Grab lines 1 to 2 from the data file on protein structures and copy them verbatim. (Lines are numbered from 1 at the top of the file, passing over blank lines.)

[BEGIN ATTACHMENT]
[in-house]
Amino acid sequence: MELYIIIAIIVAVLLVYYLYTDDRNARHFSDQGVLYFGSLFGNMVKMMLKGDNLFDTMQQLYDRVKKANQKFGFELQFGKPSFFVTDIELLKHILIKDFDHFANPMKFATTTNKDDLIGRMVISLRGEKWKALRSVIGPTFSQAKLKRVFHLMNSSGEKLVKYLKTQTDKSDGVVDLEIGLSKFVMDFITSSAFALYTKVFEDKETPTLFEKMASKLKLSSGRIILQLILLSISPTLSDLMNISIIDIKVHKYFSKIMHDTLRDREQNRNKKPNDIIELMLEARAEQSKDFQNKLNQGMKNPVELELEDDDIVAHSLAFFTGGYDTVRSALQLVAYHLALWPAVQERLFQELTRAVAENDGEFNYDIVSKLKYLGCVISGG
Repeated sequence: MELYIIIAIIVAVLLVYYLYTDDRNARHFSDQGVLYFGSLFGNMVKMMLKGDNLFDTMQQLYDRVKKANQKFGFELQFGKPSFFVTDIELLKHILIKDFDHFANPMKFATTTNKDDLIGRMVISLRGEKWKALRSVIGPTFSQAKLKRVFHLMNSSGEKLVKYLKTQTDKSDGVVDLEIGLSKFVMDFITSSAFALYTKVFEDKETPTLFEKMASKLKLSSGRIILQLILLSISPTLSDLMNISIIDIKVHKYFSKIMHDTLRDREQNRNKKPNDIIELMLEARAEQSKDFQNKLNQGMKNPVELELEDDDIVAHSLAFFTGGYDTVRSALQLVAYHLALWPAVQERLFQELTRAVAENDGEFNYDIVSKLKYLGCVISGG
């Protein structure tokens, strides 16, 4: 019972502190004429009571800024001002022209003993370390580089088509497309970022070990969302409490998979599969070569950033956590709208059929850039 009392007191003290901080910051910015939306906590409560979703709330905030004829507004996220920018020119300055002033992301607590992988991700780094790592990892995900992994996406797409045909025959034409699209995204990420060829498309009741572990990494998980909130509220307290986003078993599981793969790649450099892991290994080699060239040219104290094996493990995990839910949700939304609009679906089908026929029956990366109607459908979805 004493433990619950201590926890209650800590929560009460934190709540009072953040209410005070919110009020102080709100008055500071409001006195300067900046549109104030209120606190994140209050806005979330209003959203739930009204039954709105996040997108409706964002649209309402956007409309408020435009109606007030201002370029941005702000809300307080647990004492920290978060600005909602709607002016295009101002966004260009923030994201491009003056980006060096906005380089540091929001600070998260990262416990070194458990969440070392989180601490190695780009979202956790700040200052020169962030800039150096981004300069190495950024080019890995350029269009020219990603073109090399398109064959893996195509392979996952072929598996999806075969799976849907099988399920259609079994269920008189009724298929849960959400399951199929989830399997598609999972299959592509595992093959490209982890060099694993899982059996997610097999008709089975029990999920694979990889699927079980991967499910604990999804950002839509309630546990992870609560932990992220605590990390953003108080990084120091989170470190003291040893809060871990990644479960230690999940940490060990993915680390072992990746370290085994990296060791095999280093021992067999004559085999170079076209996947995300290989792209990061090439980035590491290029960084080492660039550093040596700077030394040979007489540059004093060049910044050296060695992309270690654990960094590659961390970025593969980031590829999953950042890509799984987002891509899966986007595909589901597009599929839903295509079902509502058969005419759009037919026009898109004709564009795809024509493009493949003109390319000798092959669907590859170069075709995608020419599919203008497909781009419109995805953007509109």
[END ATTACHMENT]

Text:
[in-house]
Amino acid sequence: MELYIIIAIIVAVLLVYYLYTDDRNARHFSDQGVLYFGSLFGNMVKMMLKGDNLFDTMQQLYDRVKKANQKFGFELQFGKPSFFVTDIELLKHILIKDFDHFANPMKFATTTNKDDLIGRMVISLRGEKWKALRSVIGPTFSQAKLKRVFHLMNSSGEKLVKYLKTQTDKSDGVVDLEIGLSKFVMDFITSSAFALYTKVFEDKETPTLFEKMASKLKLSSGRIILQLILLSISPTLSDLMNISIIDIKVHKYFSKIMHDTLRDREQNRNKKPNDIIELMLEARAEQSKDFQNKLNQGMKNPVELELEDDDIVAHSLAFFTGGYDTVRSALQLVAYHLALWPAVQERLFQELTRAVAENDGEFNYDIVSKLKYLGCVISGG